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From Backend Developer to Analytics Engineer

Some of my earliest memories are of technology and video games, ever since I got my first computer when I was 10 years old – a heavy IBM Pentium two with a CRT monitor. Maybe that's where my journey to becoming an Analytics Engineer (or rather, a Senior Marketing Technology Engineer, the role I currently hold at Netcentric) first began.

 

My journey here though was definitely not a typical one. I initially joined Netcentric as a backend developer, having done my Master's in Computer Science in Paris. I'm very curious by nature and, surrounded by the talent and expertise of my colleagues, I found myself drawn by my passion for interdisciplinary problem-solving into the world of analytics.

 

This organic evolution that my career took was only possible because Netcentric has a strong culture of nurturing professional development and providing a safe space for everyone to work. With this trust and transparency, and without the hierarchy that can often stunt employee progression in other organizations, I was able to pursue this new direction in my career.

 

Analytics Engineers are becoming increasingly common in tech companies, but the nature of our work is still often misunderstood; this can make it hard for anyone looking to transition into a hybrid role like this. So whether you’re looking to get a better understanding of what Analytics Engineers do or whether you’re aspiring to become one, let me share my journey with you. 

The evolution of data analytics

At the risk of oversimplifying, analytics are generally split into three roles. First, Data Engineers, who manage the infrastructure and ensure data is accessible across the organization; Data Analysts, who build reports and dashboards to help answer business questions with data; and Data Scientists, who use statistics and machine learning to derive insights out of data. These roles are important and will continue to exist and develop. Analytics Engineers could be considered as the hybrid role joining the party.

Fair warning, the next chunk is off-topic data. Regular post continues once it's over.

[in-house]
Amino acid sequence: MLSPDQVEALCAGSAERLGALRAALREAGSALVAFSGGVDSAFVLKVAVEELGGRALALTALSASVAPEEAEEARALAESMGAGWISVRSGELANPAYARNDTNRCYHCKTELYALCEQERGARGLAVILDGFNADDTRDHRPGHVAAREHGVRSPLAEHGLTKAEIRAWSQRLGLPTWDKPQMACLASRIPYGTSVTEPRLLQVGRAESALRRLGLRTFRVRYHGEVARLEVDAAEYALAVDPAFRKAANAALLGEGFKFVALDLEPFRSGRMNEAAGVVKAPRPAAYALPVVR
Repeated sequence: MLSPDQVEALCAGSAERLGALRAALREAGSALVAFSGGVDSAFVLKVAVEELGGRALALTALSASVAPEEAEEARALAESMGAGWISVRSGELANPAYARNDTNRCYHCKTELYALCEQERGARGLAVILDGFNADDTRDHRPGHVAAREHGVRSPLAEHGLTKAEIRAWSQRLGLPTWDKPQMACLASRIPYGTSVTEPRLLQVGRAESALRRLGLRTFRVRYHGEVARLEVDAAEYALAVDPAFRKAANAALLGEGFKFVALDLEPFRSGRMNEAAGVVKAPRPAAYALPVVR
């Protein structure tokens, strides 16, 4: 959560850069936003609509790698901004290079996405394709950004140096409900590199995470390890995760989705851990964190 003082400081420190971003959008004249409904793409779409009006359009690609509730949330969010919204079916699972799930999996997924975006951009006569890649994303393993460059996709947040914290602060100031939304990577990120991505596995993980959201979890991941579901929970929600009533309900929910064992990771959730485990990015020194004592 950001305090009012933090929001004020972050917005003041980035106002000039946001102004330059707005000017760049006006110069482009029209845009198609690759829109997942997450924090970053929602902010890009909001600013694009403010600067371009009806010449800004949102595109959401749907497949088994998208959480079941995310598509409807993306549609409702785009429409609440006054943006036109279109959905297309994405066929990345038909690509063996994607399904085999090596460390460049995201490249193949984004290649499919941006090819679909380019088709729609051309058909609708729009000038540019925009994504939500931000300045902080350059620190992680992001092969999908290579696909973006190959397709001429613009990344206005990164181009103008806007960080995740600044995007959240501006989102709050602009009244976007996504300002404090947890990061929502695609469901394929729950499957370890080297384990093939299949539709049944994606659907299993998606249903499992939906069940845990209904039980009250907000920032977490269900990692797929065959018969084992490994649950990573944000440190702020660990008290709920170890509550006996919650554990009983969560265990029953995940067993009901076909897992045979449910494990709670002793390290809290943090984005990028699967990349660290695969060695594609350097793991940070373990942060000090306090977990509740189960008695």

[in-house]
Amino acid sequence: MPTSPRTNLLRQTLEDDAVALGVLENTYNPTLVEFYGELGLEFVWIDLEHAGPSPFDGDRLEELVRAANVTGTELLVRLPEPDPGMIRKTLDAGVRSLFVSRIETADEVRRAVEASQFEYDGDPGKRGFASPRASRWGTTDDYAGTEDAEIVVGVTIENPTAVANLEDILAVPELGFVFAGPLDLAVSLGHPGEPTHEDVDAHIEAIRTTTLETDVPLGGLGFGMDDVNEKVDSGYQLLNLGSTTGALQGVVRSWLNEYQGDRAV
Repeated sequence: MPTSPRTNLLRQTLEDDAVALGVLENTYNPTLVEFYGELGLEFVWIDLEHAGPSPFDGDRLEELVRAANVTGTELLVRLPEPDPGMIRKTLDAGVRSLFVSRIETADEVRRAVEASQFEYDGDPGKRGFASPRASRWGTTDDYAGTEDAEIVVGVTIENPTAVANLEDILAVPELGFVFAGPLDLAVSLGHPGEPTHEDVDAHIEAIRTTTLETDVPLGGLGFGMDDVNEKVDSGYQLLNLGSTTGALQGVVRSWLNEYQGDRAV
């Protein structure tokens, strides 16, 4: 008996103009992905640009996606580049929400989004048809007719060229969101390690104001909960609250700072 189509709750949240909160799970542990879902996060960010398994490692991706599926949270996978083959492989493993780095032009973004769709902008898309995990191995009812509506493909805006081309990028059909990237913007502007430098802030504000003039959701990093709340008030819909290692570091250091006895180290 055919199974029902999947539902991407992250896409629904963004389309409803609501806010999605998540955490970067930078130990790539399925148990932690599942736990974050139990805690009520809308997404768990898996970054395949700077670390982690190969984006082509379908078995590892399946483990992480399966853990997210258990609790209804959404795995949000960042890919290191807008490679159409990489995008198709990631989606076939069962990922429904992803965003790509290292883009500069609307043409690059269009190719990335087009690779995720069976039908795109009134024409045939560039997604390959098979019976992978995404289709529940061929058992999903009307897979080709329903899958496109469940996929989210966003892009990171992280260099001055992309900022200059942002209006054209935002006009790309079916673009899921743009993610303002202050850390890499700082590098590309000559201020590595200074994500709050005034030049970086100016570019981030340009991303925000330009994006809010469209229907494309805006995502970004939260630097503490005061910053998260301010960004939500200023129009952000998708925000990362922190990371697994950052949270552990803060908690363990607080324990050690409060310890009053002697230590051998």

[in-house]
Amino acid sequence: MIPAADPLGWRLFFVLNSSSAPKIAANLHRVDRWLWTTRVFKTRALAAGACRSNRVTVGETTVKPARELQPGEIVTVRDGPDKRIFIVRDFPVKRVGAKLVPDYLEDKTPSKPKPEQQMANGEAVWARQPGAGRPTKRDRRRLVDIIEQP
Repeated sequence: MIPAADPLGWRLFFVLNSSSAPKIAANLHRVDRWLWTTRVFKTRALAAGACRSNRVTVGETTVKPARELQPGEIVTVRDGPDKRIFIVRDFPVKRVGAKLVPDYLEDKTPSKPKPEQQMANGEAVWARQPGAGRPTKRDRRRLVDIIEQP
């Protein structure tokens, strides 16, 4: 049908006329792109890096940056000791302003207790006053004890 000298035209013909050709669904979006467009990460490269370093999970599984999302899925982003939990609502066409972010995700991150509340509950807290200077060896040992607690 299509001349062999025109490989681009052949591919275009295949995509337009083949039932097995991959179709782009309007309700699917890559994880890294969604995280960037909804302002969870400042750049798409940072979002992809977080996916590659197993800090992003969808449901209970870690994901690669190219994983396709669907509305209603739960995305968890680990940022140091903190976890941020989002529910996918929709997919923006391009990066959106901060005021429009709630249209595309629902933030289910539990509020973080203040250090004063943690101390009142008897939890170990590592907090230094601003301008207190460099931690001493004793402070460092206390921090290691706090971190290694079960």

Bridging the gap with Analytics Engineers

10 years ago, you wouldn’t have seen many people with an Analytics Engineer title. But as organizations become even more data-driven and merge business and technical functions together in their strategy, there is now a high demand for this role (though it’s still often one that has evolved from more traditional specializations). 

 

Data-driven strategies call for a holistic approach when leveraging analytics to solve business problems, and traditional specializations within analytics often remain siloed. Data scientists and analysts aren’t typically trained as software engineers, and data engineers are often missing the context of how data actually gets used. This disconnect in shared understanding can prevent these two functions from collaborating effectively. 


I like to think of Analytics Engineers as the 'translators' between Business and Technology teams when it comes to data topics. Analytics Engineers bring together the best of both worlds, with familiarity and practices from both software engineering and business contexts. This person can become a force multiplier of your analytics team, with the knowledge to help scale and optimize your analytics operations. Because of this, they are in a good position to collaborate cross-functionally and have multi-disciplinary skills.

Finding the right environment to thrive as an Analytics Engineer

Many companies transitioned existing roles into Analytics Engineers out of necessity. Something I’ve realized is how important it is for companies to create a culture that’s based on growth and exploration, which is what allows roles like Analytics Engineers to develop organically from within.

 

Here at Netcentric, there have been developers like me who have discovered the world of analytics and were encouraged to follow their passion and curiosity. There have been consultants with the technological knowledge to start contributing as Analytics Engineers (we’ve actually recently started training a colleague from Digital Marketing who is looking to progress into a more technical career). This is also thanks to the trust and relationships we have with our clients who believe in our talent and understand our motivation for helping our employees to grow in their professional journeys.

Why join the Netcentric team?

I wouldn’t be where I am today without being supported along my analytics journey by the Netcentric community. We’re a diverse and community-driven bunch that bridges business and technology to craft the best solutions to complex digital problems.

 

Working in multidisciplinary agile teams in a fast-evolving landscape, we keep ourselves up-to-date with the latest technologies and industry-standard tools (Adobe Experience Platform, Adobe Launch, Google Tag Manager, Tealium, Adobe Audience Manager, Adobe Target, JavaScript, and other frontend technologies). 


Netcentric is always on the lookout for talented, curious people who are eager to join our dynamic team and take their career to the next level – and we don’t just look for experience and technical knowledge, we also value soft skills and passion.  If that sounds like you, check out our careers page to see our openings, or get in touch to learn more about the way we work.

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Mauricio Frias

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